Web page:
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38 Reviews
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5.0 out of 5 stars Well worth it
This book literally reads itself and for those people with a short attention span this book is perfect, being a compilation of unbelievably detailed short stories always ending with some sort of twist. I recommend everybody to read this, it is well worth the 15 bucks.
Published on April 25 2002

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3.0 out of 5 stars A Cat Ate My Mouse
Although I am a big fan of Irvene Welsh, I must say this was my least enjoyed read (and indeed a couple of years later a very boring film). But it does have some excellent stories; for example the 'Granton Star Cause' about a dumped football player, an unwanted lover and later that same evening a pesty son! How wonderful!
All in all a good read, and as with all...
Published on June 23 2000 by A Customer


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5.0 out of 5 stars Well worth it, April 25 2002
By A Customer
This review is from: The Acid House (Paperback)
This book literally reads itself and for those people with a short attention span this book is perfect, being a compilation of unbelievably detailed short stories always ending with some sort of twist. I recommend everybody to read this, it is well worth the 15 bucks.
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5.0 out of 5 stars Acid burns, Nov. 18 2001
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This review is from: The Acid House (Paperback)
Like all of Welsh's books, Acid House is a far from pleasant read. That said, like a car accident, this book is difficult to look away from. The characters are stunningly well developed, and painfully human in their failings.
Read this book!
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5.0 out of 5 stars Brilliant Picture of Humanity, Aug. 10 2001
By 
Terra Bell (Bellingham, WA United States) - See all my reviews
This review is from: Acid House (Paperback)
Irvine Welsh is amazing! This collection focuses mainly on the experiences of people familiar with the world of drugs, but you'll relate to them to a frightening extent. Welsh is an absolute master of the language; his work with words is beautiful. And the stories themselves are unforgettable.
He goes into the characters minds and draws out pieces of them we don't like - but recognize - and forces us to look at the implications of our thoughts, feelings, and actions. These short stories have made Irvine Welsh my new favourite author.
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4.0 out of 5 stars Brilliant short story collection., June 23 2001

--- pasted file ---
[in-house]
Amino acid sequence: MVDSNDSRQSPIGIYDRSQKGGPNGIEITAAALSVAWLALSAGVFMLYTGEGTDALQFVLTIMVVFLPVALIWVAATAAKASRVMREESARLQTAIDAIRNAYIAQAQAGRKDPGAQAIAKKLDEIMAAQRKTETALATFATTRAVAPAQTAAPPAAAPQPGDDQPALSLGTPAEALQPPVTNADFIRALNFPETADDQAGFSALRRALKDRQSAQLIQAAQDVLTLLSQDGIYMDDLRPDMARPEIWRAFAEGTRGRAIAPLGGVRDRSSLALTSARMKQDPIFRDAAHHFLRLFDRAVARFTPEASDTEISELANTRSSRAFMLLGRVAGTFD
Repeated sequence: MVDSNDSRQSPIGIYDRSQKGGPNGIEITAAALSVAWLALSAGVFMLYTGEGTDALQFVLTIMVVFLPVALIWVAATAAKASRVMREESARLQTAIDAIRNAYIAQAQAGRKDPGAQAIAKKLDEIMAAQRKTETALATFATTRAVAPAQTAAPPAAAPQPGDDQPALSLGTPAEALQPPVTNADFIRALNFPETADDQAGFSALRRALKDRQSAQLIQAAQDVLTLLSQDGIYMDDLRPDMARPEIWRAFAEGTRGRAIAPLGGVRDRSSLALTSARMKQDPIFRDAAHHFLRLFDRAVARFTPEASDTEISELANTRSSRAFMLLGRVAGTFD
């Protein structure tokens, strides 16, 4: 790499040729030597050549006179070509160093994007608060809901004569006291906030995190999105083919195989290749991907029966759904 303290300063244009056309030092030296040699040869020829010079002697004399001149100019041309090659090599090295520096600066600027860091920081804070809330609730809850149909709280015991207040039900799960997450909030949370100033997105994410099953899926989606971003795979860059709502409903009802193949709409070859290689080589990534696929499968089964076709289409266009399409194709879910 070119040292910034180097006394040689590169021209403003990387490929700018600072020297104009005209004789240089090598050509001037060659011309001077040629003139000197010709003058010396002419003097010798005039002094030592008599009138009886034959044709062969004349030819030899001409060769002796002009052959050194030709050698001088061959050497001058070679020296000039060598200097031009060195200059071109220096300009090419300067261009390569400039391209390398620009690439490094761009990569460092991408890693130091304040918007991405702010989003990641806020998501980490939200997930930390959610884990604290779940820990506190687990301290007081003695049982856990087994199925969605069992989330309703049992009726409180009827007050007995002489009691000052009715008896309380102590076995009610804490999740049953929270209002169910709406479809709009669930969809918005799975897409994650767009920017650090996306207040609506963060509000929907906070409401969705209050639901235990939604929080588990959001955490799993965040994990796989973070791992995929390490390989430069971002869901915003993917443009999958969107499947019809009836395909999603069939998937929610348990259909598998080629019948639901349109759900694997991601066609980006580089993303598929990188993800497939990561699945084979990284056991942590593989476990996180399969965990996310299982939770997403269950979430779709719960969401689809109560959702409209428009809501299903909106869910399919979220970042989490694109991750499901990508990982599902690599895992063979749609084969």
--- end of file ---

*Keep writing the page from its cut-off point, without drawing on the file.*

This review is from: The Acid House (Paperback)
Wow,what can I say about the talents of Welsh as a writer...Start reading and you 'll find yourself immersed in a bizarre world of surreal fantasy, scathing wit and black humour that is typically Welshian. You 'll find yourself willing to forgo sleep in order to keep reading and you'll be screaming for more when the book is finished.This writing is trully addictive! As a whole the collection revisits the by now familiar territory of working class slums,pubs and raves of Edinburgh and the themes of despair,violence, remorse and dead-end choices that inform so much of his writing,but it's always done with a brilliant, unexpected narrative twist that will leave you gaping at his genius.Not to mention the fact that some stories are downright exhilaratingly funny. The story "Where the debris meet the sea", for example, had me rocking with laughter.Need I say more? Buy a copy now!
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4.0 out of 5 stars Sorted!, May 16 2001
By 
Nathan (North Hollywood, CA United States) - See all my reviews
This review is from: The Acid House (Paperback)
A young man loses his job, home, and girlfriend, meets God in the pub and turns into a household fly. This is a typical plot outline from this hilarious, disturbing, amoral collection of short stories. Welsh is unflinching in his portrayl of the dissafected working class Scotts, whos appetites for narcotic debauchery is as vigourous as their weather is dull.
Devoid of any tangible ethical stance, the gritty realism of these stories will speak for themselves. And speak they most certainly do with Welshs customary brilliant pen for transcribing the Scottish vernacular. The book sorely needs a glossary though; lines such as "wis ootay order", may estrange American eyes.
The richness and sheer impact of these stories, make them prime candidates for rereading in the tradition of those other fine writers on the British working classes, Orwell and Silitoe.
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5.0 out of 5 stars A Fist Class Scream With Low Class Values, Dec 2 2000
By 
Rob C. (United States) - See all my reviews
This review is from: Acid House (Paperback)
Without a doubt one of the funniest works anyone will ever read, know it is not for the judgmental or the too terribly sane. The humor and ironies not to mention the writing style and the translation of lower-class Glasgow speech into written text will entertain for hours.